NASA SBIR 2012 Solicitation

FORM B - PROPOSAL SUMMARY


PROPOSAL NUMBER: 12-2 A1.01-9814
PHASE 1 CONTRACT NUMBER: NNX13CL11P
SUBTOPIC TITLE: Aviation External Hazard Sensor Technologies
PROPOSAL TITLE: RIDES: Raman Icing Detection System

SMALL BUSINESS CONCERN (Firm Name, Mail Address, City/State/Zip, Phone)
Michigan Aerospace Corporation
1777 Highland Drive, Suite B
Ann Arbor, MI 48108 - 2285
(734) 975-8777

PRINCIPAL INVESTIGATOR/PROJECT MANAGER (Name, E-mail, Mail Address, City/State/Zip, Phone)
Charles J Richey
crichey@michiganaerospace.com
1777 Highland Drive, Suite B
Ann Arbor, MI 48108 - 2285
(734) 975-8777 Extension :112

CORPORATE/BUSINESS OFFICIAL (Name, E-mail, Mail Address, City/State/Zip, Phone)
John A Dodds
jdodds@michaero.com
1777 Highland Drive, Suite B
Ann Arbor, MI 48108 - 2285
(734) 975-8777 Extension :136

Estimated Technology Readiness Level (TRL) at beginning and end of contract:
Begin: 3
End: 5

Technology Available (TAV) Subtopics
Aviation External Hazard Sensor Technologies is a Technology Available (TAV) subtopic that includes NASA Intellectual Property (IP). Do you plan to use the NASA IP under the award?
No

TECHNICAL ABSTRACT (Limit 2000 characters, approximately 200 words)
Inflight icing of engines and airframe presents a significant hazard to air transport, especially at lower flight elevations during take-off or on approach. Ice accretions on the wings affect the smooth flow required for proper lift. A thin layer of coarse ice can reduce the lift by 30 percent and increase drag by up to 40 percent. In addition, accretions can also reduce the air intake in engines and affect readings from a (heated) Pitot tube. Michigan Aerospace Corporation (MAC) proposes to continue the development of an integrated LIDAR instrument capable of identifying icing conditions while also allowing for air data sensing as well as other hazard detection capabilities. The resulting Raman Icing Detection System (RIDES), when coupled with MAC's optical air data solution, will provide unprecedented situational awareness and aircraft safety. The proposed solution will operate without protrusions into the flow, behind a common flush-mounted window on the skin of the aircraft, mitigating the risk of ice build-up during operation and therefore providing a critical redundancy through dissimilar measurement of air data parameters while greatly enhancing a pilot's awareness of potential icing hazards. MAC will build on its successful Phase I trade-study and design effort through the fabrication and demonstration of a Phase II prototype in an icing wind tunnel.

POTENTIAL NASA COMMERCIAL APPLICATIONS (Limit 1500 characters, approximately 150 words)
An airborne icing condition detection and characterization system, such as RIDES, will have wide applications in the study of the threat icing conditions pose to aircraft. In addition, the system will allow for climate change studies that look at aerosol concentration and distribution, including water vapor/liquid water content, in the atmosphere. There is potential to combine such a system with MAC's optical air data system and turbulence-detection systems into a unified system that would sense both icing conditions and turbulence hazards ahead and report airspeed along with air, temperature and density routinely.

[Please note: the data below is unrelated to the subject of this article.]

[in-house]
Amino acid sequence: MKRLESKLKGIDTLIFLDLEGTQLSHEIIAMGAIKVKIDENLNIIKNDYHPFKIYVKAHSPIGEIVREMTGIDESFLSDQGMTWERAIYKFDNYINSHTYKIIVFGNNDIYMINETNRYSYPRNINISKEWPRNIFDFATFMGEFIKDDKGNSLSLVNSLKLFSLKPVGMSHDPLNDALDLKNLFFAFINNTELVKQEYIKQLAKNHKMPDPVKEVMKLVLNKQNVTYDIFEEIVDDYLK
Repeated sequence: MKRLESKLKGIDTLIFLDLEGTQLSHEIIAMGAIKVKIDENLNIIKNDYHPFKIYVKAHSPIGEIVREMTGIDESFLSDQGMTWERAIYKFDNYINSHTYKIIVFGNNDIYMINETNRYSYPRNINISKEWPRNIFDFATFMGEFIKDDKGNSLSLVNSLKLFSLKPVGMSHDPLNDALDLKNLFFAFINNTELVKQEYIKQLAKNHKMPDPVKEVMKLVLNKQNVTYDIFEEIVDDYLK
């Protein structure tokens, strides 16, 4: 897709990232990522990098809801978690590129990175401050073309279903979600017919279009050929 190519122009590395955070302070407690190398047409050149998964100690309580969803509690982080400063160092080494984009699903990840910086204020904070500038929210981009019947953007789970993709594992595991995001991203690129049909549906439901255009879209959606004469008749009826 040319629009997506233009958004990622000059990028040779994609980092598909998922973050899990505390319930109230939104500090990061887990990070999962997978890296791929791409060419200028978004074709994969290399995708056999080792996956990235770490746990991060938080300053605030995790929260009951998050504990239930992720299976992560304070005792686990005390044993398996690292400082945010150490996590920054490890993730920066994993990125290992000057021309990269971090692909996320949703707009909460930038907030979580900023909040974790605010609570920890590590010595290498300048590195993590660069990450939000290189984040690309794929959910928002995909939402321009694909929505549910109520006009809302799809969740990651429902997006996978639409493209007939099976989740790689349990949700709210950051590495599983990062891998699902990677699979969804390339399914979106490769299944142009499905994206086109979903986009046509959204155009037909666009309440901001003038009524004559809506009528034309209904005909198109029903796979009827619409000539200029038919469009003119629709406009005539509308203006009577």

POTENTIAL NON-NASA COMMERCIAL APPLICATIONS (Limit 1500 characters, approximately 150 words)
Outside NASA, military and civil aviation is often affected by icing, sometimes severely (e.g., Comair flight 3272 in 1997, Air France flight 447 in 2009) and the ability to detect these conditions so as to avoid or at least account for them (activating de-icing systems, etc.) would be of tremendous safety value, suggesting a substantial market. Michigan Aerospace Corporation is already working on NASA projects for clear-air turbulence (CAT) detection and volcanic ash detection ahead of an aircraft. Adding SLD to these optical air data system (OADS)-derived capabilities will lead to a powerful suite of optical instruments capable of measuring air data (air speed and direction along with air density and temperature) and warning of icing conditions, volcanic ash and clear-air turbulence, all without protruding into the flow around the aircraft and without ports or probes that can clog with debris or ice up.

TECHNOLOGY TAXONOMY MAPPING (NASA's technology taxonomy has been developed by the SBIR-STTR program to disseminate awareness of proposed and awarded R/R&D in the agency. It is a listing of over 100 technologies, sorted into broad categories, of interest to NASA.)
Air Transportation & Safety
Interferometric (see also Analysis)
Lasers (Ladar/Lidar)
Optical/Photonic (see also Photonics)
Ultraviolet
Visible

Form Generated on 03-04-14 13:38